For most tourists to Turkey, DK Witness is a great resource for tourism purposes, from hotels to recommended attractions and places to dine. The other one that is really informative is Frommer's. The best feature of the Frommer's guide is the suggested itineraries. One week in Turkey is not enough but their itineraries for first timers, it does cover a lot of grounds and all that you want to see and do are squeezed into one week. Of course, people are generally loyal to their own particular guidebook of choice, so for many it will be Lonely Planet Istanbul or Lonely Planet Turkey. They also publish a Turkish Phrasebook and the Istanbul Encounter Guide.

 For a little understanding of Turkey and the Islamic faith of her people, you must definitely read My name is Red by Orhan Pamuk, one of Turkey's own and well known author. This novel is set in 16th Century Istanbul , a story of lust, love, art, taboos and murder. For something to give you a better idea of the Istanbl you'll see today (and not the stereotypes you have in mind!), try Pamuk's Istanbul - Memories and the City which is autobiographical, or his more recent novel,  The Museum of Innocence. These latter two really capture the changeable moods of Istanbul, and his descriptions really strike a cord for Istanbullus who read the descriptions of the city - especially outside the summer season most tourists are familiar with. The melancholy of Istanbul in winter is something else!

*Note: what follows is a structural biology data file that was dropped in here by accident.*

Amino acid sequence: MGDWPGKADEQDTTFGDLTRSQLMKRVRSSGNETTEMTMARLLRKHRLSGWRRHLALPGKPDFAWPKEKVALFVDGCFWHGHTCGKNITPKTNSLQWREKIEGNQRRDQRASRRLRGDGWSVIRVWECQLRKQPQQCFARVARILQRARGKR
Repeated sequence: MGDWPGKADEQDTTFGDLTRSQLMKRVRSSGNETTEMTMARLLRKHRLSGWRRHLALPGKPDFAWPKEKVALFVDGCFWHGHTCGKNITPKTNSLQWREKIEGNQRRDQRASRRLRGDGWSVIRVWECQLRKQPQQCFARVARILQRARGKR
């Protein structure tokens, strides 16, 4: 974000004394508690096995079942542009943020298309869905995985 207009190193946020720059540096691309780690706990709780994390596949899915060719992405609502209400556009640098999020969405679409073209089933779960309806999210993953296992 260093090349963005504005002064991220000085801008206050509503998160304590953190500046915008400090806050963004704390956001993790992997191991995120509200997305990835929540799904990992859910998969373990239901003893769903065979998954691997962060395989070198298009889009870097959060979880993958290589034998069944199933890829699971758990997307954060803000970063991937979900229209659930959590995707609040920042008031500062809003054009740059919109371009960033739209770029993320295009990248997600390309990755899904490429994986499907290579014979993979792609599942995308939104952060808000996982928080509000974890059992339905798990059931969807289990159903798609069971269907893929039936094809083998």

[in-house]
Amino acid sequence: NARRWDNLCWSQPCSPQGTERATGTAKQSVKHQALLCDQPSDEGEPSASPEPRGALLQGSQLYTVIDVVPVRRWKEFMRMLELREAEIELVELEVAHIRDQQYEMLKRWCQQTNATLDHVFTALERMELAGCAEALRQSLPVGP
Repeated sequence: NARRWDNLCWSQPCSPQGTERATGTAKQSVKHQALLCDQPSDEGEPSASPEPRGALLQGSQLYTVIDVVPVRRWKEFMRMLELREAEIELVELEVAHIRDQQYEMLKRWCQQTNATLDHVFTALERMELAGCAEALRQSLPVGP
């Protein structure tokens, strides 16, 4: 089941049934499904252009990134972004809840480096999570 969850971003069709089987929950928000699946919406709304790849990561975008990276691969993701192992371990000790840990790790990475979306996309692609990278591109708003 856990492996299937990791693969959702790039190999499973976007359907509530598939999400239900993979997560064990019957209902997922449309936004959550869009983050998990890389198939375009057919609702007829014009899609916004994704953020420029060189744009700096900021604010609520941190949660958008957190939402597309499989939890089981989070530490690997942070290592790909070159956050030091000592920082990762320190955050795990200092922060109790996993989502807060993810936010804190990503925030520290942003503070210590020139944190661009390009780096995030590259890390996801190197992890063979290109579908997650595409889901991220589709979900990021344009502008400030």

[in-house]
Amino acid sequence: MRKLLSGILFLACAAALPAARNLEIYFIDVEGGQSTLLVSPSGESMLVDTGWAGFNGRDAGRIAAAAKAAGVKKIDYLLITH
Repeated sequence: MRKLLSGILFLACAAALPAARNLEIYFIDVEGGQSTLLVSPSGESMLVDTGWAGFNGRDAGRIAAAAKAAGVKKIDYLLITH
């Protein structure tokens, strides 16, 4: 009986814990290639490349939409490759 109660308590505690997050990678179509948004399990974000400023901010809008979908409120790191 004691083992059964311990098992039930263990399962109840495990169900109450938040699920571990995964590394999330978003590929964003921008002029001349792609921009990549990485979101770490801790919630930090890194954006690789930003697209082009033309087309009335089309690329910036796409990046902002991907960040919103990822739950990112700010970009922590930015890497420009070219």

For history books on Turkey, Sons of Conquerors: The Rise of the Turkic World by Hugh Pope is a really good start, and for those who want a quick read and fast introduction to Turkey, Roderic Davison had written Turkey, A Short History. For a historical travel on Turkey, the best one is definitely Constantinople by Edmondo de Amicis (translated by Stephen Parkin), you can only imagine what Istanbul is like in those days.  Turkey is a traveler's delight and a historian's paradise. For a broad view on the culture,history and art of Istanbul and Anatolia the glorious publication Cornucopia is a brilliant choice. Ranging from history of art to journalism to history, it combines beautiful photography with intelligent writing. It also has an excellent website, helping you to start to understand country. But there is never enough time to explore! So start by reading up on her and see for yourself what is waitiing for you in this fascinating and wonderful country called Turkey. Enjoy !

 For Readers after arrival - 

Bookshops - For English language books on Turkey, Turkish language, history, art, politics, architecture, fiction about Turkey, by Turkish writers and just everything Turkey, you can' go past Bookshop as it's simply known, and it's sister shop, Galeri Kayseri across the road. Both conveniently located on the tramway (Divan Yolu) in Sultanahmet, you will definitely have an excess baggage problem after a visit! They have some titles in French, German and other langauges, and also some texts out of print. Their service is excellent.

For  a more eclectic selection of (mostly) English language books, including history, fiction, contemporary essays and other non-fiction works to pad out your holiday reading, consider Robinson Crusoe or Pandora.

Tours -  A new literary tour taking in sites described by Agatha Christie, Pierre Loti, Orhan Pamuk, Elif Safak and Paul Theoroux, including morning tea at the very lovely Pera Palace Hotel will please avid readers and Istanbul-lovers. Tour price includes annotated bibliography. 

Online Guides - Istanbul Travel guide, and Istanbul Travel Planner includes major attractions and things to do in and around Istanbul.